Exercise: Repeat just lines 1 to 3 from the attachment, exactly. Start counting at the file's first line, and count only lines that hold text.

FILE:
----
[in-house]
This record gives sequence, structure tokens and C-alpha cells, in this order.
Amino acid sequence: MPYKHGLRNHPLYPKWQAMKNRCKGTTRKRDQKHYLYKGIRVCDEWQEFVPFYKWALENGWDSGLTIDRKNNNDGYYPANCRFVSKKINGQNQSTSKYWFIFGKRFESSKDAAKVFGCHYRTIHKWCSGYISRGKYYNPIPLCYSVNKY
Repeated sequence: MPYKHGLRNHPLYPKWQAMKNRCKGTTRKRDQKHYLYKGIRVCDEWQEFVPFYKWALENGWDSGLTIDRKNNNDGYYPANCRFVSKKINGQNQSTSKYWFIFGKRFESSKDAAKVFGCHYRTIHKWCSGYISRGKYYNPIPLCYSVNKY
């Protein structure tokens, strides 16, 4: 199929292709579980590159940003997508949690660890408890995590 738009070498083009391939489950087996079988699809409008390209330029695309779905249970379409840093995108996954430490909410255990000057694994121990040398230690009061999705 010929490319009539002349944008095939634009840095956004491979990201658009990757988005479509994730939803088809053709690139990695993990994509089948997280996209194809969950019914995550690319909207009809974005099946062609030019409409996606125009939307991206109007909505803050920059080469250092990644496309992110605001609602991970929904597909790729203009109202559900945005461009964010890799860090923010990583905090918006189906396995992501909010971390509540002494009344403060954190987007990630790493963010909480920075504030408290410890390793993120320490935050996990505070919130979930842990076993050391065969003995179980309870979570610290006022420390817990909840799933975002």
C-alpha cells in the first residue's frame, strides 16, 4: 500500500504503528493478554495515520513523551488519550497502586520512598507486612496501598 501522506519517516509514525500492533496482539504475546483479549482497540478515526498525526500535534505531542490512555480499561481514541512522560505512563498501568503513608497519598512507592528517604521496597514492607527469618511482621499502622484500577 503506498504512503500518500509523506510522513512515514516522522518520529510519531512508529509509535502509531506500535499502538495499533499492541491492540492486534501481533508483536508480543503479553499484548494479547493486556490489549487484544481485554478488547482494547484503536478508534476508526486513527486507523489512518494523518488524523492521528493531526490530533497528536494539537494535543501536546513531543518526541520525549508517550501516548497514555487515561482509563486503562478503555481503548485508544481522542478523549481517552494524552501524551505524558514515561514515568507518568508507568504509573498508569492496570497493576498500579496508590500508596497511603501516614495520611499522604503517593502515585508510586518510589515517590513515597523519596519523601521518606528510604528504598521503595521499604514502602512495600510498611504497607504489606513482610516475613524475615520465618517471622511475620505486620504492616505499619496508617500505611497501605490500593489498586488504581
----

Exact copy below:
[in-house]
This record gives sequence, structure tokens and C-alpha cells, in this order.
Amino acid sequence: MPYKHGLRNHPLYPKWQAMKNRCKGTTRKRDQKHYLYKGIRVCDEWQEFVPFYKWALENGWDSGLTIDRKNNNDGYYPANCRFVSKKINGQNQSTSKYWFIFGKRFESSKDAAKVFGCHYRTIHKWCSGYISRGKYYNPIPLCYSVNKY